October FUM General Board Meeting
The FUM General Board met in October at Woolman Hill, which is a Quaker retreat center in Deerfield, Mass. On Thursday night, Friends from the area hosted a welcoming pot luck dinner. I was held up by rain and traffic and so the meal was well underway when I arrived. There was still an abundance of food and the dining room was packed. I think I found the last seat available. It seemed to me that there were as many people from New England as there were from the General Board. From conversations with Friends from the General Board, it was clear that they felt warmly welcomed by New England Yearly Meeting.
The Board Meeting was held in the old North Dartmouth Meetinghouse which had been disassembled, moved to Woolman Hill and carefully reconstructed. The room was full of tangible parts of our common Quaker tradition. Perhaps most importantly, the benches gave testimony to the skill of the 19'th century Quaker carpenters who were able to make a solid wooden bench that was comfortable to sit on for hours on end.
I was not able to attend the July meeting so this was the first General Board Meeting I had attended since the February meeting in Kenya. This was also the first GB meeting that I had attended where we were not looking at our identity issues and what was dividing us. Instead we were focused on doing the work of FUM. It was not that we were unaware of our differences or swept them under the rug. Our differences were on plain view during our reports on our various Yearly Meeting sessions but we also heard how God had worked among us this year.
In the Friday evening session we examined how we should move forward with Kaimosi Hospital. Several years ago, East Africa Yearly Meeting had asked FUM to take back control of the hospital, which we had done. The initial period of our agreement ends in January and we needed to decide what we would do. Until now, we had not done as much as we might have done and there were organizational problems on the ground in Kaimosi as well. There had been a Board of Directors with many influential and high powered Kenyan Quakers. They were mostly in Nairobi and so most of their meetings had been held there. As a result they had been unable to exercise the kind of direct and immediate oversight that would have been possible if they were based in Kaimosi. A more locally based board is being established. There were still problems with getting complete financial reports and the hospital director that we had met in February has resigned. As we were trying to sort all of this out, Chris McCandless, clerk of NEYM who was there, as he put it, as a dishwashing elf, asked if we could take some time to see what God wanted us to do. We settled into a very sweet period of worship. It became clear to us that were were being called to continue to work with the hospital and to provide the resources we have available to do this. I saw this as a sign that we can work together in spite of our theological differences.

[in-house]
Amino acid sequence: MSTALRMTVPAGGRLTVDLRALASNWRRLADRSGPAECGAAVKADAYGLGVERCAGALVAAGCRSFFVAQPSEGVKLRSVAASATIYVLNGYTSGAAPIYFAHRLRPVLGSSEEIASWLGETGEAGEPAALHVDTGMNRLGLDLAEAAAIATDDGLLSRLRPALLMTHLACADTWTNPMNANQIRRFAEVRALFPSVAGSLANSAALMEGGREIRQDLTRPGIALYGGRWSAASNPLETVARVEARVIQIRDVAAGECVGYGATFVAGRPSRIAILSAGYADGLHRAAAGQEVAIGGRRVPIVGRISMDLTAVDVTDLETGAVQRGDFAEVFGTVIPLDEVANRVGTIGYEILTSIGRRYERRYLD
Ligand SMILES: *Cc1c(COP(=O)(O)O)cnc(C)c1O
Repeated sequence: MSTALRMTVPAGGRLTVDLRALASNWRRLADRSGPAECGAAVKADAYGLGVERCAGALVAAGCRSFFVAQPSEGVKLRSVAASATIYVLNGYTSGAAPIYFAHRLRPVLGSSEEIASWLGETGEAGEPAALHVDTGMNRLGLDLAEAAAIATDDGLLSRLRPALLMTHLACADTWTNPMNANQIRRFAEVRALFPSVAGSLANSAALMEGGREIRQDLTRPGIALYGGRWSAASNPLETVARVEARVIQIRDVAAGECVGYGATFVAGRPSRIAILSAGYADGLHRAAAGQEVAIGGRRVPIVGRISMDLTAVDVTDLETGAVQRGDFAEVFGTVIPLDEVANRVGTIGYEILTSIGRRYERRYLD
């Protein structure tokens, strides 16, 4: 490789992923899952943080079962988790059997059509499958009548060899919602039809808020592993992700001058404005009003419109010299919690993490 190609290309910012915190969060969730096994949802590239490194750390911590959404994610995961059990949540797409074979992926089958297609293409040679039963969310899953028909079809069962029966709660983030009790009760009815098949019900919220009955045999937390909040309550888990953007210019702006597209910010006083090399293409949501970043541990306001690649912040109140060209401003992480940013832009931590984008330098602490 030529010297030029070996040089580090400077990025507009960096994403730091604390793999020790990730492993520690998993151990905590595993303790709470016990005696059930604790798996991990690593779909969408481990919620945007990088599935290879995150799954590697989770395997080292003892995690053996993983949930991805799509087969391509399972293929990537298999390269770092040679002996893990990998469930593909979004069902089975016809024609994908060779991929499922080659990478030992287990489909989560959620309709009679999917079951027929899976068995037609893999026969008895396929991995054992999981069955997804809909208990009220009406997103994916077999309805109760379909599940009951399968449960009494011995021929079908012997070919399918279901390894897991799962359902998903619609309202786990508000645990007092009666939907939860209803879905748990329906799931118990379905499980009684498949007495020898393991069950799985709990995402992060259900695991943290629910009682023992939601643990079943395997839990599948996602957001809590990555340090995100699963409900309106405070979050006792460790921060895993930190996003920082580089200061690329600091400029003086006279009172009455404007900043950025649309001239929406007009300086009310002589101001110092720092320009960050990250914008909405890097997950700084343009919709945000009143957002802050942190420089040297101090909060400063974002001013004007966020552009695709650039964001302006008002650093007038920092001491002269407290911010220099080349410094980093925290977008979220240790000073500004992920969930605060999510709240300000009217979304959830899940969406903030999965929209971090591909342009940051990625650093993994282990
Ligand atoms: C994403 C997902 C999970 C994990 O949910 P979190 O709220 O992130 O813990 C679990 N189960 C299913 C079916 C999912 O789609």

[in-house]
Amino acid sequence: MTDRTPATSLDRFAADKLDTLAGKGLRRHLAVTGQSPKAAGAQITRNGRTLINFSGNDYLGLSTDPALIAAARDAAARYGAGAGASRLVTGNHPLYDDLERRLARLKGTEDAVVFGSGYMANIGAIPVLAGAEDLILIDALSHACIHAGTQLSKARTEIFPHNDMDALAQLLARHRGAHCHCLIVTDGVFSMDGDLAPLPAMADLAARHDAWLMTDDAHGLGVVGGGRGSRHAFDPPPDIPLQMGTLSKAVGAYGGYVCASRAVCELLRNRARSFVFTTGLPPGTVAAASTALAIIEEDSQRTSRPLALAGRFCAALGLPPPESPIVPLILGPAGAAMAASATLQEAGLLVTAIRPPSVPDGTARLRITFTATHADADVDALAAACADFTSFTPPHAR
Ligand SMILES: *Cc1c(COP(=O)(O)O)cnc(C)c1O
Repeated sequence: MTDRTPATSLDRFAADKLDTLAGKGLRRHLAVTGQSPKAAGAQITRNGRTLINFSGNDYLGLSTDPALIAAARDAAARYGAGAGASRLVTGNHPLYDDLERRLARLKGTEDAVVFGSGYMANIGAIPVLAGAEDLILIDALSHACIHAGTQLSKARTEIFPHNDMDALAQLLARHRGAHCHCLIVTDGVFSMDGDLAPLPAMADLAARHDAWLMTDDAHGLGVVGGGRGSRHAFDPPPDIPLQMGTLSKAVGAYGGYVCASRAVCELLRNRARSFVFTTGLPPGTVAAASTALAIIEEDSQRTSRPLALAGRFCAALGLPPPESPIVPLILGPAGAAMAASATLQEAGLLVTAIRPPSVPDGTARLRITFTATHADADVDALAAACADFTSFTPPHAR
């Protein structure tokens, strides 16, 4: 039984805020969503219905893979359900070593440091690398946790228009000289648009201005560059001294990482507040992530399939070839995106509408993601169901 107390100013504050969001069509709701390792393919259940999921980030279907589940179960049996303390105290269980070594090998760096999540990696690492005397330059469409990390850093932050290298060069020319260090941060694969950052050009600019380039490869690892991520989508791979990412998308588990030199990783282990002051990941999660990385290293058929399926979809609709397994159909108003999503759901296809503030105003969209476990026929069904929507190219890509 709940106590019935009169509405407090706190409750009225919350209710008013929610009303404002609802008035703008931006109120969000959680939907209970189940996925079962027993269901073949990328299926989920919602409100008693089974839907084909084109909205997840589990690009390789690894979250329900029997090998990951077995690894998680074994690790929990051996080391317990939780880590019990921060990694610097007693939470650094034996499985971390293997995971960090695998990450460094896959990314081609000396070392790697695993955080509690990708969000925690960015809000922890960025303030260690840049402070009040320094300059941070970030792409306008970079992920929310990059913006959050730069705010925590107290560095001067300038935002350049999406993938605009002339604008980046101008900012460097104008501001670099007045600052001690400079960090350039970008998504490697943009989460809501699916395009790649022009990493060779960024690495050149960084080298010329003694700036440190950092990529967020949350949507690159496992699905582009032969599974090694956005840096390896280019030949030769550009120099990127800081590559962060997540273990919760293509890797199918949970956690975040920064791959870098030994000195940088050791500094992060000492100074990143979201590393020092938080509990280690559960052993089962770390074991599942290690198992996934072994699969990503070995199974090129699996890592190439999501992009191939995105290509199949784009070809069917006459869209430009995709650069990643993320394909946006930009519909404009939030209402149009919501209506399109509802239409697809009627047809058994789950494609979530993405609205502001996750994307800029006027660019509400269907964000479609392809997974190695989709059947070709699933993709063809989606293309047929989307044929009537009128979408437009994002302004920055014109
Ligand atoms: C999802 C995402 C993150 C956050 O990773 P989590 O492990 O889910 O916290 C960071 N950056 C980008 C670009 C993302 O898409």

On Saturday afternoon we heard a concern from Canada Yearly Meeting about the reports of the sermon preached at the February General Board meeting that had been heard by some as a threat against gay men, lesbians and their allies. The speaker had already circulated a clarification that this was not what he had meant. The Executive Committee was bringing a letter that they had drafted as a further response. The General Board discussed the letter and wanted it sent out as a letter from the General Board. This is the text of the letter:
Allegations that Friends United Meeting (FUM) is hostile to homosexuals and their allies, and that FUM condones physical or emotional violence against homosexuals and their allies, have been circulated among Friends and on the internet.
The General Board of FUM/Richmond, in session this 13th day 10th month of 2007, is clear that God loves all persons, and that hostility toward any person is not consistent with the Christian Gospel. In particular, this General Board condemns the threat of physical or emotional violence against any person.
I found comfort in this. I had certainly experienced the words used in Kenya as threatening. What had made this more painful was that no one had repudiated the statements at the time. I found healing in the fact that the issue was raised and discussed, in being able to talk about my experience and in the concern and tenderness of the all of the General Board members present. It was another moment of grace.
I still do not know what God has in store for Friends United Meeting but I do have a sense that we are being guided and held on our way.